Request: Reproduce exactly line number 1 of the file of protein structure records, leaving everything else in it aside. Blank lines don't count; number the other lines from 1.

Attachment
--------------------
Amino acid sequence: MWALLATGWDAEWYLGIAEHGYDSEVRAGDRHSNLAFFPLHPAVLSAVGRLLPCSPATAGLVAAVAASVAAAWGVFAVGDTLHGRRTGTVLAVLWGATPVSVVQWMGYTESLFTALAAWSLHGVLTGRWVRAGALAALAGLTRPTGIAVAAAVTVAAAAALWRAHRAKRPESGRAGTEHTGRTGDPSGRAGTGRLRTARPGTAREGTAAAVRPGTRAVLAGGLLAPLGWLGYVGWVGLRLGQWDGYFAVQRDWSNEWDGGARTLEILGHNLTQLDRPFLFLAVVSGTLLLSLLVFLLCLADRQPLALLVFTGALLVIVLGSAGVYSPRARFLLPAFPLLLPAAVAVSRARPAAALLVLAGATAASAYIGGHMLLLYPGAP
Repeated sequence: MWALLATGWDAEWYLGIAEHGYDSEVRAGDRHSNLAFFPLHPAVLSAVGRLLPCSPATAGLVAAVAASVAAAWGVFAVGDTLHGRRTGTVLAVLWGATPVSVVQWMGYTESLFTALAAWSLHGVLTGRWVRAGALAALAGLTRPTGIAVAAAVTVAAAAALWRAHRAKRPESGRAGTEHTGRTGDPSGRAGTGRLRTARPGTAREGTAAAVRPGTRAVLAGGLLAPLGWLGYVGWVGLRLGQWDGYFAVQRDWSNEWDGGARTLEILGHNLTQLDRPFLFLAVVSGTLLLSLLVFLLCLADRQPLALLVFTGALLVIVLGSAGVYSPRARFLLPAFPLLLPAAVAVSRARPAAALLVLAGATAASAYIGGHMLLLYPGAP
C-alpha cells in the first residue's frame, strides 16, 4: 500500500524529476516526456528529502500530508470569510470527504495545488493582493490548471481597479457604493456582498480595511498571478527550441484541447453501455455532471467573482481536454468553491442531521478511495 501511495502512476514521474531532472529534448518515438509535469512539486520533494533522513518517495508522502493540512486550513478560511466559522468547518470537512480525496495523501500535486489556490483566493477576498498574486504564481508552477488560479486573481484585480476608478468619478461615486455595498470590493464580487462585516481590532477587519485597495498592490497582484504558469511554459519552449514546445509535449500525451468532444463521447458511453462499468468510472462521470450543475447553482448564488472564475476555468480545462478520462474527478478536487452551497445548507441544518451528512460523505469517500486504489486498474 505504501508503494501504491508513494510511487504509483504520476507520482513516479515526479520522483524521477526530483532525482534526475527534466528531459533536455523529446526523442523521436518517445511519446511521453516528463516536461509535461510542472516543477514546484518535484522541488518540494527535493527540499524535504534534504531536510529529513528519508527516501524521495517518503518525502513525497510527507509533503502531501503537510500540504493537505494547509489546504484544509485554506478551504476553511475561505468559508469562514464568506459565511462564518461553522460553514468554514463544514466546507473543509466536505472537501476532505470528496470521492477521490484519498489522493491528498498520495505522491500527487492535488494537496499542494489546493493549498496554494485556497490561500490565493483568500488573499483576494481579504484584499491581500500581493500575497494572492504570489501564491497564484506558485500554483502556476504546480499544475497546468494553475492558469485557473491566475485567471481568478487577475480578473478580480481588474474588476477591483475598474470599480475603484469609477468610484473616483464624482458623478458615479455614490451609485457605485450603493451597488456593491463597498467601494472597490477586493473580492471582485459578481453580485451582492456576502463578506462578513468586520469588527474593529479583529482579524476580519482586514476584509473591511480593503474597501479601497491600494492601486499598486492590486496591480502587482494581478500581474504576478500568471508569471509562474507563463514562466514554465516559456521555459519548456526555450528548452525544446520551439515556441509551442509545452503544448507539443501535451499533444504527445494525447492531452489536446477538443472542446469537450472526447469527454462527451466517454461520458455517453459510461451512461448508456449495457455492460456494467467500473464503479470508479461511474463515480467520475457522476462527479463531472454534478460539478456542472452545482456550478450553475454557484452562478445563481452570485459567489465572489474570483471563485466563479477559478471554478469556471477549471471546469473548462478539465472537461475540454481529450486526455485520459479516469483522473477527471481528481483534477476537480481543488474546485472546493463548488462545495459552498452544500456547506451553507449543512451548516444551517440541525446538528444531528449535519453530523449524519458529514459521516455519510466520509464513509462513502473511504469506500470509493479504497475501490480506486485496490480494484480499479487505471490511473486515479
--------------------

Amino acid sequence: MWALLATGWDAEWYLGIAEHGYDSEVRAGDRHSNLAFFPLHPAVLSAVGRLLPCSPATAGLVAAVAASVAAAWGVFAVGDTLHGRRTGTVLAVLWGATPVSVVQWMGYTESLFTALAAWSLHGVLTGRWVRAGALAALAGLTRPTGIAVAAAVTVAAAAALWRAHRAKRPESGRAGTEHTGRTGDPSGRAGTGRLRTARPGTAREGTAAAVRPGTRAVLAGGLLAPLGWLGYVGWVGLRLGQWDGYFAVQRDWSNEWDGGARTLEILGHNLTQLDRPFLFLAVVSGTLLLSLLVFLLCLADRQPLALLVFTGALLVIVLGSAGVYSPRARFLLPAFPLLLPAAVAVSRARPAAALLVLAGATAASAYIGGHMLLLYPGAP